var myangularapp = angular.module("myangularapp", []);
myangularapp.directive('expcustomdirective', function () {
    var directive = {
        restrict: 'E', // restrict this directive to elements
        scope: { method: '&expr', talkname: '@' },
        template: "<div>{{talkname}}</div> <input type='button' " +
            "ng-click='method(updatedName)' value='Update Data'/> ",
        link: function (scope, element, attrs) {
            scope.method({ updatedName: "Updated topic name" });
        }
    }
    return directive;
});

See the link part in above code , It is calling the external expression that got assigned to method property of isolate scope  and passing the parameter as you can see above. Here also the parameter is passed using object map. But here if we run the the page, then this method will be called by default called as link will be executed while load.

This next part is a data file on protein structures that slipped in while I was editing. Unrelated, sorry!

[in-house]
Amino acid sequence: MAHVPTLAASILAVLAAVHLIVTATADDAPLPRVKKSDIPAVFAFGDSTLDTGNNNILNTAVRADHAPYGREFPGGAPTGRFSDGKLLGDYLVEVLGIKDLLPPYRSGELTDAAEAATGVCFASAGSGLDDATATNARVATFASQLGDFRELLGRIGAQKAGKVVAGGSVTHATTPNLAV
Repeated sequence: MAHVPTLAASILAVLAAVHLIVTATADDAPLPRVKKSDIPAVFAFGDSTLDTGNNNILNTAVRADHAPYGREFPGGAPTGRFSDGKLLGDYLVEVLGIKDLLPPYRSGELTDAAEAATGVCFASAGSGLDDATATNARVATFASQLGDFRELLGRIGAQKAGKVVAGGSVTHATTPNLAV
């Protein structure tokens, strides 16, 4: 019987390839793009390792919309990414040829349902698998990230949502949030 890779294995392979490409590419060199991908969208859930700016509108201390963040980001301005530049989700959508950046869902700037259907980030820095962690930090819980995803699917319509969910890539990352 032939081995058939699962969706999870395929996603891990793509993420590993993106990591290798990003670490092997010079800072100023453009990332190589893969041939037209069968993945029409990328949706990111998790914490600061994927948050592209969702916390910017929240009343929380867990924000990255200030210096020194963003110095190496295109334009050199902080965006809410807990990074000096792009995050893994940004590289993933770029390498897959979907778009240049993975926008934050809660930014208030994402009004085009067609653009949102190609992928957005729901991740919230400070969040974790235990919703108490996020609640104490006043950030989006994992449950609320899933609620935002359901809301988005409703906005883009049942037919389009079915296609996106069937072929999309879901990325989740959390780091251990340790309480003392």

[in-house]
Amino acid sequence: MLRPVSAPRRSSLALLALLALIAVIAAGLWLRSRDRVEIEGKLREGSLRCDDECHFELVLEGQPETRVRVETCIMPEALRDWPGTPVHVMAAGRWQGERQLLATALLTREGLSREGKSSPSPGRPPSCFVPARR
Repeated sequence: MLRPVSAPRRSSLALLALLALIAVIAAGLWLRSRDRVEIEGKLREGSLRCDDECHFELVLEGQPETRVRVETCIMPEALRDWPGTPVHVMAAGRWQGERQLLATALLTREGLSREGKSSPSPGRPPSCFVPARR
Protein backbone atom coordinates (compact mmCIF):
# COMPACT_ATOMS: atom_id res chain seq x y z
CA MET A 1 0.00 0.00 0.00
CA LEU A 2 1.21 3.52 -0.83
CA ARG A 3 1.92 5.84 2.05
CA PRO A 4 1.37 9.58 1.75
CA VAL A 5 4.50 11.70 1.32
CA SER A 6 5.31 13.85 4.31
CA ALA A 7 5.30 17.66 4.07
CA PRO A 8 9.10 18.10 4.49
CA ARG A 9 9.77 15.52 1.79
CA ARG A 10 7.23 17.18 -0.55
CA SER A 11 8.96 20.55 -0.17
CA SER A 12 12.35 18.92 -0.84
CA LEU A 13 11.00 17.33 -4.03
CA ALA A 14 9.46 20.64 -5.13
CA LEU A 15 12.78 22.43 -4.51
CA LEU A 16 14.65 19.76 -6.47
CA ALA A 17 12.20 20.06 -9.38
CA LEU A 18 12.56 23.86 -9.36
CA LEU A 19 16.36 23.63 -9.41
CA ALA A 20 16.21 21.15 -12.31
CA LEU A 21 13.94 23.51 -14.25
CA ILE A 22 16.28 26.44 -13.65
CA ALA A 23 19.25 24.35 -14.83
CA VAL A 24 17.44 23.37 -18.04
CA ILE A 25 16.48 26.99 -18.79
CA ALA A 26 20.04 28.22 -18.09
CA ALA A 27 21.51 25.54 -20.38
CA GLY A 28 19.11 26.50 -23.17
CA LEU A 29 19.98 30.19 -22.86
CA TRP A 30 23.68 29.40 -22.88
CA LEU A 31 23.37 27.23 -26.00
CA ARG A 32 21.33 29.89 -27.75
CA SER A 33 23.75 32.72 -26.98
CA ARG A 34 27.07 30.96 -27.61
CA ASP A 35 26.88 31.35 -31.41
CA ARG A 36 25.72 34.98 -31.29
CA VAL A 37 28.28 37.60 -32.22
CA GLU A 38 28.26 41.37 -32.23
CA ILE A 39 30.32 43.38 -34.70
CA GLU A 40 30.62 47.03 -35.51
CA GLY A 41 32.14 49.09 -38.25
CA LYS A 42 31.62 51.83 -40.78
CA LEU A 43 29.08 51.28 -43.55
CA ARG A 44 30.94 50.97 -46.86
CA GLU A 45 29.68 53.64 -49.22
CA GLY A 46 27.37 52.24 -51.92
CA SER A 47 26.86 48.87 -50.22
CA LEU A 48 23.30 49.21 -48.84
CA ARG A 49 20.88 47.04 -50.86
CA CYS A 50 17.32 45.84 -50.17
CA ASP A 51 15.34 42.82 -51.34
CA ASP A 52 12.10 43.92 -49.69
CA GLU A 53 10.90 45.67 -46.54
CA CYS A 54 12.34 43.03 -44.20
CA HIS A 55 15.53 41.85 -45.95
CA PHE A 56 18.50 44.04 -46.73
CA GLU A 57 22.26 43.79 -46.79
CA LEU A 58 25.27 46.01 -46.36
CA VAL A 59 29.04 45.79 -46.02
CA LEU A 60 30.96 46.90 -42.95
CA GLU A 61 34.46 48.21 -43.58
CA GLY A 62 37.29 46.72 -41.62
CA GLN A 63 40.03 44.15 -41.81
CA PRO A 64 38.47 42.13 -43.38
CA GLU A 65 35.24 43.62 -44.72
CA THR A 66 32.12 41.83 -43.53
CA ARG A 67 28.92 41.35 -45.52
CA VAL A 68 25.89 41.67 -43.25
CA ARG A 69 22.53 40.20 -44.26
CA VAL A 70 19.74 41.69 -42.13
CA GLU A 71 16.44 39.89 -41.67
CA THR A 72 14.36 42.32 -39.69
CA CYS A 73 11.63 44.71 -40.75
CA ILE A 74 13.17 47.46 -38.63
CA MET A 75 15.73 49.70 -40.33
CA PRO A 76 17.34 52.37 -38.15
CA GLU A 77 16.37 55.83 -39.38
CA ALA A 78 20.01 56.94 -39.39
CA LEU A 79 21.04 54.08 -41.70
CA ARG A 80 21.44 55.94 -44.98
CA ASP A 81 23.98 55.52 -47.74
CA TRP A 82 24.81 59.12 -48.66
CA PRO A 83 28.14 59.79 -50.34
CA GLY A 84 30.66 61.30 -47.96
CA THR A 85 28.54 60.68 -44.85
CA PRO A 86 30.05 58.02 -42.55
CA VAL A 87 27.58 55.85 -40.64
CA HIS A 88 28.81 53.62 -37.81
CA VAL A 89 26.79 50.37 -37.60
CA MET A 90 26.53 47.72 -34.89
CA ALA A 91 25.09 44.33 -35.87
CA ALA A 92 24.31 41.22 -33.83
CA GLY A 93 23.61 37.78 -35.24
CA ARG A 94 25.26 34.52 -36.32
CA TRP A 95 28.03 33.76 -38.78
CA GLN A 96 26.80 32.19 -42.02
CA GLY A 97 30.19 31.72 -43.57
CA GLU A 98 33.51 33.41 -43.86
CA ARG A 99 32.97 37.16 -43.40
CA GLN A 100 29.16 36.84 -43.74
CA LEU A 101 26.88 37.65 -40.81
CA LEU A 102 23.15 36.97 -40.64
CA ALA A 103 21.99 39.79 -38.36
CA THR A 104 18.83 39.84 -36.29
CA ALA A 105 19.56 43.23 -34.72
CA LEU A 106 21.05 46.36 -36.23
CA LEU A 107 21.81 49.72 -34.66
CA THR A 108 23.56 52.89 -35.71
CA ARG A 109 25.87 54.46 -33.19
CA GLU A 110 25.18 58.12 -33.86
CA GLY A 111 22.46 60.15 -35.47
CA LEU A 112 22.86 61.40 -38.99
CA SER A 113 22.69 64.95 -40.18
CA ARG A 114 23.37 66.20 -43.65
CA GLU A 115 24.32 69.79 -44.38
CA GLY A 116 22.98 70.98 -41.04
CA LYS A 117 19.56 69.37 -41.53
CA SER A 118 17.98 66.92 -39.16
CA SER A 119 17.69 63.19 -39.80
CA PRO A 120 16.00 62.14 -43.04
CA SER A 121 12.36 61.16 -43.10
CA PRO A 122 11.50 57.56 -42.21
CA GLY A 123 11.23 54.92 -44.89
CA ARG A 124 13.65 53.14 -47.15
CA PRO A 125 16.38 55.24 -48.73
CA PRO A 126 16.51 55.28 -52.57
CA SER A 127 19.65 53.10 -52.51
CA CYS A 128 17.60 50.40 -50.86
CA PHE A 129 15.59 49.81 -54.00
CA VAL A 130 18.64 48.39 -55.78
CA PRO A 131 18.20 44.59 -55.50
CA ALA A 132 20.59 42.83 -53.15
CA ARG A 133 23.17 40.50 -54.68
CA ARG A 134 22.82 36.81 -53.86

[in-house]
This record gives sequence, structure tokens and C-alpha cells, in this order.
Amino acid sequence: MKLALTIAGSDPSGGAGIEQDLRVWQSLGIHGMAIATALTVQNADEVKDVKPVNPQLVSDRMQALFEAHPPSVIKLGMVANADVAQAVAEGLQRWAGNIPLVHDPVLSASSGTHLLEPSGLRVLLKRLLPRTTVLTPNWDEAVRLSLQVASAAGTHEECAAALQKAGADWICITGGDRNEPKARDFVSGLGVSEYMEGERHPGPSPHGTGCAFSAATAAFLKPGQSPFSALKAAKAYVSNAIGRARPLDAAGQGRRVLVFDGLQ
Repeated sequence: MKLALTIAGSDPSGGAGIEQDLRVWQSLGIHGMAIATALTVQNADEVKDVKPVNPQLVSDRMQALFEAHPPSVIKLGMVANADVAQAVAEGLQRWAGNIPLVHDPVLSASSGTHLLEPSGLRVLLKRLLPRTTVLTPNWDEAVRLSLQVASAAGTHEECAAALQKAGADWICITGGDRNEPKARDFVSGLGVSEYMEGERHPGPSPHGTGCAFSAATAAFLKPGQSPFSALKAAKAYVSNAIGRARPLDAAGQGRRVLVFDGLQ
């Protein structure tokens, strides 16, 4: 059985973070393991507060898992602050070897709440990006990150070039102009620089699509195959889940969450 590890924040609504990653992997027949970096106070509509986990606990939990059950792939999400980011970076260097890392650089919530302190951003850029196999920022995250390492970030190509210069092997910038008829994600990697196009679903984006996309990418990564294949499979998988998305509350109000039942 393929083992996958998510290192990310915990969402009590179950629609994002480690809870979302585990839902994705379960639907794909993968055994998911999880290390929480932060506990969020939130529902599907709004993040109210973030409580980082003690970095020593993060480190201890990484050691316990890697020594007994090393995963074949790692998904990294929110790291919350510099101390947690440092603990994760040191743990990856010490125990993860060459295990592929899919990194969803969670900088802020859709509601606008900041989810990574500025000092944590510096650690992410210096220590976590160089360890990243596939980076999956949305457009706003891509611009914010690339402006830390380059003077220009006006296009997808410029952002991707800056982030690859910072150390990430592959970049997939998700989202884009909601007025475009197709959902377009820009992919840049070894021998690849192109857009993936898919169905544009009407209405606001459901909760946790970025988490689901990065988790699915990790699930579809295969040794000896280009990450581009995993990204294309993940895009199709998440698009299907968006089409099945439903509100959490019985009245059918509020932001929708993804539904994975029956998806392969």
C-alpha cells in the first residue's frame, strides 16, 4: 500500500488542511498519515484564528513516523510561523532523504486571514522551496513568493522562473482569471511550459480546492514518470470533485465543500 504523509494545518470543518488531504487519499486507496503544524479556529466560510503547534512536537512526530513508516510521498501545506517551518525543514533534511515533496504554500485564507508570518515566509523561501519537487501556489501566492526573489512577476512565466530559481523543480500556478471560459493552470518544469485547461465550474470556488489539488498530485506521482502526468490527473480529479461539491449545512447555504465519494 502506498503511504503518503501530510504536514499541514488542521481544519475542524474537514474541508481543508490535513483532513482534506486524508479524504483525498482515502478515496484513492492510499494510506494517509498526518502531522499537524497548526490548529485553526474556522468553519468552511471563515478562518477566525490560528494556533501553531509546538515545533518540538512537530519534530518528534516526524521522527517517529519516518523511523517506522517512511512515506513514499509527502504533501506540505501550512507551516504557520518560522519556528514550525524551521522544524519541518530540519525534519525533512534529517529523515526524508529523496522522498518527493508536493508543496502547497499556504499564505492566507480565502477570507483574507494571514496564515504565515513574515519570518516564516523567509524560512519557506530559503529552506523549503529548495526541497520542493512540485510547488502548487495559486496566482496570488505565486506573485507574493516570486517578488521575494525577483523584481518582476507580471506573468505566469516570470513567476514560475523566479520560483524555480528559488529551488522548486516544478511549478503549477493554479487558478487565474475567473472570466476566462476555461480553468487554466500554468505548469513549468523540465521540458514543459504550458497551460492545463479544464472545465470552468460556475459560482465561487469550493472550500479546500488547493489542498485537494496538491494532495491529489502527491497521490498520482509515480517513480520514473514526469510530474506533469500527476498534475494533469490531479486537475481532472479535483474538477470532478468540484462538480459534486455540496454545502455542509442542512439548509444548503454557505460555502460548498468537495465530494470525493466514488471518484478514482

Third approach – This is similar approach with above but we will further enhance it. As I discussed above that attrs contains all the attributes of the custom directive. So we can set some value in attribute that we can read later. Let’s see with an example

<expcustomdirective expr="UpdateData(updatedName)" talkname="{{talk.name}}" talknewname ="Update Talk name via attribute"/>

So here I added an attribute as TalkNewName that we will use and pass it in the expression. Let’s see How?

myangularapp.directive('expcustomdirective', function () {
    var directive = {
        restrict: 'E', // restrict this directive to elements
        scope: { method: '&expr', talkname: '@' },
        template: "<div>{{talkname}}</div> <input type='button' " +
            "ng-click='method({updatedName : NewTalkName})' value='Update Data'/> ",
        link: function (scope, element, attrs) {
            scope.NewTalkName =  attrs.talknewname;
        }
    }
    return directive;
});

In above code, if we see the link function then here, we are creating a new property (named NewTalkName) in isolated scope and assign value from the attribute (See inside link). Now again, if we see ng-click in the code, I am mapping the argument name with new property added in the scope. Let’s run it.